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We have a bunch of sample ASP.NET applications. I'd rather not copy the DLLs to the Bin folder in every sample because then all the files have to be updated on a change.

Is there a way to point the ASP.NET app at the references like can be done with a Forms or command line app?

Update: To answer the questions below let me explain a bit better what the situation is here. We have a commercial product that is a set of DLLs. We provide a number of sample applications using it, including several that are ASP.NET apps. All of this, our product DLLs and our sample source, is installed on a user's computer.

When they go to compile one of the samples we want that sample to use the version of the DLLs installed with it. The install process has place in GAC as the default option, but the user can uncheck that if they do not want the DLLs in the GAC and in that case we have to access the DLLs where they were installed, or copy them to each Bin directory.

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Are you using source control? –  IrishChieftain Apr 15 '12 at 2:48
    
Can you add the sample app in your solution? In this way, the newly added project will be given the reference to existing project(Using Add project Reference). –  Pankaj Apr 15 '12 at 2:57
    
Maybe I don't fully understand....Wouldn't that be the "desired" result -if the assemblies are updated/fixed shouldn't the app know about them? Are you referencing the dlls or the projects? If you want a "code freeze" then remove the sample project/s from the solution(?) –  EdSF Apr 15 '12 at 3:00

4 Answers 4

To add reference right click on bin folder in visual studio and you will find add reference option there.

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You could add any references you'd like using the context menu on the References node of your project: enter image description here

In the 'Add Reference' dialog click on the Browse tab and you can browse to and add any outside references you need. For common assemblies we usually put them in a common location on the file system and then reference them from that location whenever we need to.

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The question is clear but the background is not.

It makes no sense to me to have a couple of applications which all use the same application dll. Is it just a library used by all applications?

There are some options depending on what you have and what you need:

1. add reference directly

If you really just want to add a reference, right-click on "references" in your VS project and select "add reference". Choose the reference an click ok. After that, right-click the added reference and select "properties" and set "local copy" to false, so it's not copied to the bin folder.

Maybe the option names are a bit different, but I don't have an english VS right now. Should be nearly what you have to do.

EDIT

In this window set "local copy" to "false" (here shown as "Lokale Kopie", sorry, it's german).

set local copy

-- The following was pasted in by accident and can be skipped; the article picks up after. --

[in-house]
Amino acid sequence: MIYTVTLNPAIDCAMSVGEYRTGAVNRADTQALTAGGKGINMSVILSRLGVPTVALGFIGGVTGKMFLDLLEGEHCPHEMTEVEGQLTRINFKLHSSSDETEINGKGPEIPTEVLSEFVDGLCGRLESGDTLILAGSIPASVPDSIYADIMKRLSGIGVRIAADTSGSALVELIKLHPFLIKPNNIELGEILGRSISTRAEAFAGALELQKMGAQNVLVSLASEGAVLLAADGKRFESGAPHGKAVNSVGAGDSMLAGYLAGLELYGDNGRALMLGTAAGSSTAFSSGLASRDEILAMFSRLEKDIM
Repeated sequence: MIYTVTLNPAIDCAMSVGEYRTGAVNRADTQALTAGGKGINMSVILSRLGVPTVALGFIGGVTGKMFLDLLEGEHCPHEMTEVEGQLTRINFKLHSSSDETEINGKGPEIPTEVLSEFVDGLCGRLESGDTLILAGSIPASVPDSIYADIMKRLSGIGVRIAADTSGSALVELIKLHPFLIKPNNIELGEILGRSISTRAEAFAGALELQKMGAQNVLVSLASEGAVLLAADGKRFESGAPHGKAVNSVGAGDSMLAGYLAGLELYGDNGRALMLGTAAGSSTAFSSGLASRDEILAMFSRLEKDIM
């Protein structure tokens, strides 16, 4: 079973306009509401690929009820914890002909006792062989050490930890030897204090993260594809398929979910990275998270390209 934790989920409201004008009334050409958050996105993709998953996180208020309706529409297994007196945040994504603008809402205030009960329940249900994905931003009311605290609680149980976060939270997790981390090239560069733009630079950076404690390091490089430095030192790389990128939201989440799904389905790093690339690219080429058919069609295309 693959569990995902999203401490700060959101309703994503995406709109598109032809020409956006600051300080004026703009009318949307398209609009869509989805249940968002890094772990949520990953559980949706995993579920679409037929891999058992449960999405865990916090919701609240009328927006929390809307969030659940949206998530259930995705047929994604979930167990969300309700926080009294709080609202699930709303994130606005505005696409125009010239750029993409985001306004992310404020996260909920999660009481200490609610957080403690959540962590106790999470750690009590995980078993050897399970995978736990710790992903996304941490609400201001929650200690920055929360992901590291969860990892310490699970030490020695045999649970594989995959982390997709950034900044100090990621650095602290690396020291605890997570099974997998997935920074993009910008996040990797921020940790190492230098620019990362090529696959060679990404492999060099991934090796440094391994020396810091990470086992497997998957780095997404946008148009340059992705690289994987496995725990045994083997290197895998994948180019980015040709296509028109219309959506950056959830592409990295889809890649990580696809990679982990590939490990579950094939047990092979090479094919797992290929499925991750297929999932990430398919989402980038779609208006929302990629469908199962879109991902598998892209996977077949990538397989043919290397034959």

2. put dlls in GAC

If you have a shared code library for a couple of applications on the same server you could think about putting that library into the GAC.

3. problems with source control

As mentioned from IrishChieftain you maybe use source control and don't want to update the dlls in the bin folder every time. The solution for that would be just ignoring the bin folder in your source control.

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Hi; I'm not finding it. I can do Add Reference and it copies the DLL to my Bin directory. But a RMB does not give me a set local copy property. Not in the properties window either for it. Is there something else I need to do to get this option? thanks - dave –  David Thielen Apr 15 '12 at 17:02
    
Hm, I don't know, it should be there. I added a picture of my property view (sorry, its german), what options do you have there? –  Marc Apr 16 '12 at 3:46

There are occasions where you will not want to reference certain assemblies at design-time. There is an avenue for you to load them, based on logic, at run-time with the AppDomain.AssemblyResolve event handler. If you have assemblies that you can reference through a level of abstraction and that you do not want to reference directly you can use the following pattern to omit them and execute some algorithm at run-time to find and then add the assembly to the AppDomain.

This is a snippet that I put in the global.asax, Application_Start handler:

public class Global : System.Web.HttpApplication
{

    protected void Application_Start(object sender, EventArgs e)
    {
        AppDomain.CurrentDomain.AssemblyResolve += new ResolveEventHandler(CurrentDomain_AssemblyResolve);
    }

    System.Reflection.Assembly CurrentDomain_AssemblyResolve(object sender, ResolveEventArgs args)
    {
        // use this space to add logic to find your assemblies

        return null; // will throw a Dependency-related exception
    }

Let me know if there are any questions or if I am missing the point of your question.

-G

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